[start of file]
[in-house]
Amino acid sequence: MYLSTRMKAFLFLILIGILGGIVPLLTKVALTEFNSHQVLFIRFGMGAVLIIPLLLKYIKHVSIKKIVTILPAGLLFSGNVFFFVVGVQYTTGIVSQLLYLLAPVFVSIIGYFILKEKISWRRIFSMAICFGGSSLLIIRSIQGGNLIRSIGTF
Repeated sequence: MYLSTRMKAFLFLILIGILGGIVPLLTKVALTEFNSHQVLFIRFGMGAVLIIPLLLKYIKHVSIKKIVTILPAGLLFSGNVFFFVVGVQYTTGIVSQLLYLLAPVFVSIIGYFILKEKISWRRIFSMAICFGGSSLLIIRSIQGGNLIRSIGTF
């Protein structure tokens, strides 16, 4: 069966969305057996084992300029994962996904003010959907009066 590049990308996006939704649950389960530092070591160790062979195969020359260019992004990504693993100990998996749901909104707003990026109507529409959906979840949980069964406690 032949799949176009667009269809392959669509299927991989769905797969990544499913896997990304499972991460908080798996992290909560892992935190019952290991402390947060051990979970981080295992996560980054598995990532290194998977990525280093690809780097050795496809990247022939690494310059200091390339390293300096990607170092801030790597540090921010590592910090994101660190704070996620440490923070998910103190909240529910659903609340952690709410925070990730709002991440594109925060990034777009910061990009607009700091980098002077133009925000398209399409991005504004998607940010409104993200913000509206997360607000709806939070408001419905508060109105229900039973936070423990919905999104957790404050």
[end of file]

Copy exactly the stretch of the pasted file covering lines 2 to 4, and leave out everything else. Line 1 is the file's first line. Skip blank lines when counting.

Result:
Amino acid sequence: MYLSTRMKAFLFLILIGILGGIVPLLTKVALTEFNSHQVLFIRFGMGAVLIIPLLLKYIKHVSIKKIVTILPAGLLFSGNVFFFVVGVQYTTGIVSQLLYLLAPVFVSIIGYFILKEKISWRRIFSMAICFGGSSLLIIRSIQGGNLIRSIGTF
Repeated sequence: MYLSTRMKAFLFLILIGILGGIVPLLTKVALTEFNSHQVLFIRFGMGAVLIIPLLLKYIKHVSIKKIVTILPAGLLFSGNVFFFVVGVQYTTGIVSQLLYLLAPVFVSIIGYFILKEKISWRRIFSMAICFGGSSLLIIRSIQGGNLIRSIGTF
């Protein structure tokens, strides 16, 4: 069966969305057996084992300029994962996904003010959907009066 590049990308996006939704649950389960530092070591160790062979195969020359260019992004990504693993100990998996749901909104707003990026109507529409959906979840949980069964406690 032949799949176009667009269809392959669509299927991989769905797969990544499913896997990304499972991460908080798996992290909560892992935190019952290991402390947060051990979970981080295992996560980054598995990532290194998977990525280093690809780097050795496809990247022939690494310059200091390339390293300096990607170092801030790597540090921010590592910090994101660190704070996620440490923070998910103190909240529910659903609340952690709410925070990730709002991440594109925060990034777009910061990009607009700091980098002077133009925000398209399409991005504004998607940010409104993200913000509206997360607000709806939070408001419905508060109105229900039973936070423990919905999104957790404050």